Finish Financialisation

Globalisation and new technology have enabled the dominance of finance over the real economy. Financialisation was encouraged by governments, including Clinton and Blair and other ‘Progressives’ by de-regulation at the very time they should be reining in finance. Finance took over when its regulation was abandoned by governments. The Crash of 2008 was the result, but obscene payment to many CEOs again today demonstrates that Financialisation is resurgent again, in spite of some reform. Change is also needed to control and tax Financial and Capital Flows.

Tax Reform Means Better Public Services, not Cuts.

The siren call of lower taxes is popular even with some who demand better public services. Thomas Piketty has shown how far taxes on top incomes and wealth have been reduced over decades, from rates over 90% on incomes in the USA, Germany, Britain and France in the 1950s to less than half of that today.

There are also multitudes of tax breaks and so-called “incentives”, many of which are deadweight, which must be ended in all states. Europe must end the Tax Wars called “tax competition” by its defenders where a democratic government fights another for foreign investment by cutting its tax rates and deploying costly tax incentives. Sovereign states lose out and MNCs gain. Ireland led Europe’s Tax Wars and its obstinacy on the issue could lead to the end of unanimous voting.

The solution may be greater tax coordination within bands of rates and agreement on broad tax bases, with poorer or peripheral states being allowed to have lower rates, within the bands. Ireland’s ability to negotiate and lead in Europe is renowned (in dark contrast to our near neighbour) and it must soon cease its defence if its role in corporate tax avoidance.  Joe Stiglitz at FEPs, 27 March 2019, accused “Ireland and Luxembourg of stealing jobs from other EU states with low corporate taxes.”

Taxes on incomes, inheritances and particularly on corporates’ profits have not fallen by themselves, but have been cut by governments competing in in tax wars and under siege from the rich and powerful, their paid, anti-tax lobbyists in the big accounting and law firms and “embedded“experts in the media.

Progressive Europeans must campaign now for higher effective taxes and simultaneously the need for highly efficient and increased public services in the modern, mixed economy.

Boost EU Investment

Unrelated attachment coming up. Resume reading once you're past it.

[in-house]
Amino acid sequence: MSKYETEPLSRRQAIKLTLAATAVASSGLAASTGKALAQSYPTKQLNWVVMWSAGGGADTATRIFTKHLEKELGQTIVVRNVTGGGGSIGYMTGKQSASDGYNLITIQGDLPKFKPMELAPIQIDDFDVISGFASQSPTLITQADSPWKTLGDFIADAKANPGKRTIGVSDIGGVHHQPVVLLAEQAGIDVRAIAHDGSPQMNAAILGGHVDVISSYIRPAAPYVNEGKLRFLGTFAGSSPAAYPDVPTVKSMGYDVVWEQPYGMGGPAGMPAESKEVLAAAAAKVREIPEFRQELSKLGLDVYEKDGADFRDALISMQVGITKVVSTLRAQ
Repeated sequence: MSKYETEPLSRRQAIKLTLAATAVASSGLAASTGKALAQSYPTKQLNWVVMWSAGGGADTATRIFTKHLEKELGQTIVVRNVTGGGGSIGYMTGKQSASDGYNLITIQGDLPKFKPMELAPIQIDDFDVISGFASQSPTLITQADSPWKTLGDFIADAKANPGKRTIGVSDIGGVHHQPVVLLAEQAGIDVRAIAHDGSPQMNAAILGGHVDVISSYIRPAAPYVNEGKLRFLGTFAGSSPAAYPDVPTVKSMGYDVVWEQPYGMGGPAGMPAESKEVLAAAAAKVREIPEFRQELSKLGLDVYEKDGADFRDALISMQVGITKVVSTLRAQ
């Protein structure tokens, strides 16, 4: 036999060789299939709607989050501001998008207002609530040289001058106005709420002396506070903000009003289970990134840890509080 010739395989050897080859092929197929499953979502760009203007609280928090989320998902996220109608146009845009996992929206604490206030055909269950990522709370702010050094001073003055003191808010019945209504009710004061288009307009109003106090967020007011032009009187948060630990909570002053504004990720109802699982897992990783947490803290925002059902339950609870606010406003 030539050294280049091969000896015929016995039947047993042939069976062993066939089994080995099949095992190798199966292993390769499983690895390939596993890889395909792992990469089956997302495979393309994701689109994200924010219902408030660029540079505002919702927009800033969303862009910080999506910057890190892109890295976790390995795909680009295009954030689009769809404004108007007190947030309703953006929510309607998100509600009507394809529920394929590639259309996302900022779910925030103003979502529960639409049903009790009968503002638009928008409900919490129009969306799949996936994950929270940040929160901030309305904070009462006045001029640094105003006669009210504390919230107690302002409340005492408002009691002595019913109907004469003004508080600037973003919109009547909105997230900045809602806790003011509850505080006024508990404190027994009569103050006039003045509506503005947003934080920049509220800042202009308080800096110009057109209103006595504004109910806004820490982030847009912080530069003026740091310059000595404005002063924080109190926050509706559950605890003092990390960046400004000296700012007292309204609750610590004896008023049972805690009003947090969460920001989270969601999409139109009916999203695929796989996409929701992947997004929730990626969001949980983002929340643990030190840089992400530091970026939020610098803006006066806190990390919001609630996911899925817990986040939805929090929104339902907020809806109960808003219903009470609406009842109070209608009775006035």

The EU has an improved Investment Programme called the Junker Plan. Yet it is simply pathetic compared to Europe’s needs. Even in Germany public infrastrcture is falling down. In Ireland, we badly need more health centres, equipped hospitals, public broadband, tram networks (not single lines), schools etc. Besides having a low investment programme for Europe, the EU is stopping national governments from investing by its dangerous Growth and Stability Pact.

Reform the Euro; ECB; the CAP and Structural Funds etc.

Finally, the new European leaders must a) reform the Euro, partly by increasing the EU’s own Budget; b) make the ECB take account of employment as well as inflation in monetary policy, like the US Fed; c) must  reform the CAP  to help rural Europe; d) must increase and reform the Structural and Cohesive funds and and e) must curb EU funds to autocratic state which work against the rule of law and EU values.


I would see these as the essential reforms that next EU Parliament and Council must implement if Steve Bannon and his leaders are not to turn Europe into a xenophobic, impoverished backwater. He is already gathering strong leaders like  Italy’s deputy prime minister, Matteo Salvini, Hungary’s PM Victor Orban and France’s Marion Marechal.

Tagged with: democracyeconomicinequalitypoliticalreform

Paul Sweeney     @paulsweeneyman


Paul Sweeney is former Chief Economist of the Irish Congress of Trade Unions. He was a President of the Statistical and Social Enquiry Society of Ireland, former member of the Economic Committee of the ETUC, a member of the National Competitiveness Council of Ireland, the National Statistics Board, the ESB, TUAC, (advisor to OECD) and several other bodies. He has written three books on the Irish economy and two on public enterprise, including The Celtic Tiger; Ireland’s Economic Miracle Explained and Selling Out: Privatisation in Ireland, chapters in other books and many articles on economics.